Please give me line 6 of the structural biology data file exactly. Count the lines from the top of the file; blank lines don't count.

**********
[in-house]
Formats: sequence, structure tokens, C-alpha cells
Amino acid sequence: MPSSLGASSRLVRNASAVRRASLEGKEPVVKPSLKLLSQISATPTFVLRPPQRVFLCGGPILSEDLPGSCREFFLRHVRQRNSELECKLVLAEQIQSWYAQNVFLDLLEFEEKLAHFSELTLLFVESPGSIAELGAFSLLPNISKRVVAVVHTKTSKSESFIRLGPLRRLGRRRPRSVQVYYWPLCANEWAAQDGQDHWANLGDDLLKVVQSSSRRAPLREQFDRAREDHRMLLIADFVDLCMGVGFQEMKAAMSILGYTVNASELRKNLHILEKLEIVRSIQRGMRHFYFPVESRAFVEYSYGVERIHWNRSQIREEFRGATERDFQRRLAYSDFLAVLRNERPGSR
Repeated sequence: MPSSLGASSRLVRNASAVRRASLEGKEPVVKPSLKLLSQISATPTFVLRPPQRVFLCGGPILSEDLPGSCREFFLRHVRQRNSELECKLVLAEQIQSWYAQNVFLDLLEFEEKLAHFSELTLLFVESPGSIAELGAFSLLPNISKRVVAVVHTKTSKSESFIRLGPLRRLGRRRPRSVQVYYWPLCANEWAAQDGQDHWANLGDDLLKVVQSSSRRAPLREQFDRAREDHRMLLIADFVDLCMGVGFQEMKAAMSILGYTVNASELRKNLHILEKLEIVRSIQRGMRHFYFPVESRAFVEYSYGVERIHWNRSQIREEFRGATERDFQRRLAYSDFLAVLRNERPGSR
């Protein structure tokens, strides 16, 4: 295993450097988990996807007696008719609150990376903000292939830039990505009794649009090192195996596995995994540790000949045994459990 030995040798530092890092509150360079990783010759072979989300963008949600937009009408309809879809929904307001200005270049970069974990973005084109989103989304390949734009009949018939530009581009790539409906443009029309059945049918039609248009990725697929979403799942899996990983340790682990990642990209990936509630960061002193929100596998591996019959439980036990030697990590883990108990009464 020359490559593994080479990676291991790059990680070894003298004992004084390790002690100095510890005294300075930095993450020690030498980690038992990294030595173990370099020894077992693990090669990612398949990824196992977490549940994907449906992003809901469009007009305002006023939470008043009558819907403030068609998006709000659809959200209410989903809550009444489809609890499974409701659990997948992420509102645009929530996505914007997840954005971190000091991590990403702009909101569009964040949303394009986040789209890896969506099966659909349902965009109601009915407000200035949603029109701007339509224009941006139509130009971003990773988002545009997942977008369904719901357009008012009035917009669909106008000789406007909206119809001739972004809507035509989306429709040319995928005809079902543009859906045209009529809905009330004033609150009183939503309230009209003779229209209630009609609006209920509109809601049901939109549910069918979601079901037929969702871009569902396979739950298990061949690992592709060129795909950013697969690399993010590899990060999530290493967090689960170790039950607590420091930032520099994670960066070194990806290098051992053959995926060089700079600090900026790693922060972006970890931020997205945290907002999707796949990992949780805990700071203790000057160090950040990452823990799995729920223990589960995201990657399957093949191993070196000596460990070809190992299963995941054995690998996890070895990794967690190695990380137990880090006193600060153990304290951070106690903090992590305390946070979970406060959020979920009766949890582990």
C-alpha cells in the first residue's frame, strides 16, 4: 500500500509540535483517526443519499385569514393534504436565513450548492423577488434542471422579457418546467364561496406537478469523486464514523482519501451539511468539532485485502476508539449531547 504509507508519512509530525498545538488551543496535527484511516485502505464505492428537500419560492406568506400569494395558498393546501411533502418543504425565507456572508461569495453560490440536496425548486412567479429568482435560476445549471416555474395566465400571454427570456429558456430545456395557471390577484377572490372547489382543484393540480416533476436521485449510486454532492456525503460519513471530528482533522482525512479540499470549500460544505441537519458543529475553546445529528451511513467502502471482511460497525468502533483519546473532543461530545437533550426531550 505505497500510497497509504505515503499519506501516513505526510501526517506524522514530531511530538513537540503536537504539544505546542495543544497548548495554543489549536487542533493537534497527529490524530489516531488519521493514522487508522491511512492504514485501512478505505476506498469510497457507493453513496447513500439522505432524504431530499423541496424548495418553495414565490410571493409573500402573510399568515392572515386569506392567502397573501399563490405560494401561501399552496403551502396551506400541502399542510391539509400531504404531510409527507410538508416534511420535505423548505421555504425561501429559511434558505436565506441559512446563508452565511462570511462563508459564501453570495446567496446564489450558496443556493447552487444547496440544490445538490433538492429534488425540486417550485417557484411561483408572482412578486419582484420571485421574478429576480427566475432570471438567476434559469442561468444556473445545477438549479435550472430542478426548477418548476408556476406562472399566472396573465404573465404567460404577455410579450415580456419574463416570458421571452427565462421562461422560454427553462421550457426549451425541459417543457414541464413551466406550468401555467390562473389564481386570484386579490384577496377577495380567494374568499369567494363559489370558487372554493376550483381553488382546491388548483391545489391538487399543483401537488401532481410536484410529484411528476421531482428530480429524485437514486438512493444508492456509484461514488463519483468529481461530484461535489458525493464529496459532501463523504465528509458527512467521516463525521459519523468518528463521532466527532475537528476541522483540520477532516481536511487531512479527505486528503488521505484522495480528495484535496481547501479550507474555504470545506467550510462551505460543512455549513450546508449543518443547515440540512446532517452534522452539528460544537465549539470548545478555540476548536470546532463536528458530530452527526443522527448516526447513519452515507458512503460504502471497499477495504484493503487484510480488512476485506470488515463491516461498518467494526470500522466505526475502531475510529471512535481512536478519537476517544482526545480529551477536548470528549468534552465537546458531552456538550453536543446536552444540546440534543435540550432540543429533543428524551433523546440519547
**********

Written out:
C-alpha cells in the first residue's frame, strides 16, 4: 500500500509540535483517526443519499385569514393534504436565513450548492423577488434542471422579457418546467364561496406537478469523486464514523482519501451539511468539532485485502476508539449531547 504509507508519512509530525498545538488551543496535527484511516485502505464505492428537500419560492406568506400569494395558498393546501411533502418543504425565507456572508461569495453560490440536496425548486412567479429568482435560476445549471416555474395566465400571454427570456429558456430545456395557471390577484377572490372547489382543484393540480416533476436521485449510486454532492456525503460519513471530528482533522482525512479540499470549500460544505441537519458543529475553546445529528451511513467502502471482511460497525468502533483519546473532543461530545437533550426531550 505505497500510497497509504505515503499519506501516513505526510501526517506524522514530531511530538513537540503536537504539544505546542495543544497548548495554543489549536487542533493537534497527529490524530489516531488519521493514522487508522491511512492504514485501512478505505476506498469510497457507493453513496447513500439522505432524504431530499423541496424548495418553495414565490410571493409573500402573510399568515392572515386569506392567502397573501399563490405560494401561501399552496403551502396551506400541502399542510391539509400531504404531510409527507410538508416534511420535505423548505421555504425561501429559511434558505436565506441559512446563508452565511462570511462563508459564501453570495446567496446564489450558496443556493447552487444547496440544490445538490433538492429534488425540486417550485417557484411561483408572482412578486419582484420571485421574478429576480427566475432570471438567476434559469442561468444556473445545477438549479435550472430542478426548477418548476408556476406562472399566472396573465404573465404567460404577455410579450415580456419574463416570458421571452427565462421562461422560454427553462421550457426549451425541459417543457414541464413551466406550468401555467390562473389564481386570484386579490384577496377577495380567494374568499369567494363559489370558487372554493376550483381553488382546491388548483391545489391538487399543483401537488401532481410536484410529484411528476421531482428530480429524485437514486438512493444508492456509484461514488463519483468529481461530484461535489458525493464529496459532501463523504465528509458527512467521516463525521459519523468518528463521532466527532475537528476541522483540520477532516481536511487531512479527505486528503488521505484522495480528495484535496481547501479550507474555504470545506467550510462551505460543512455549513450546508449543518443547515440540512446532517452534522452539528460544537465549539470548545478555540476548536470546532463536528458530530452527526443522527448516526447513519452515507458512503460504502471497499477495504484493503487484510480488512476485506470488515463491516461498518467494526470500522466505526475502531475510529471512535481512536478519537476517544482526545480529551477536548470528549468534552465537546458531552456538550453536543446536552444540546440534543435540550432540543429533543428524551433523546440519547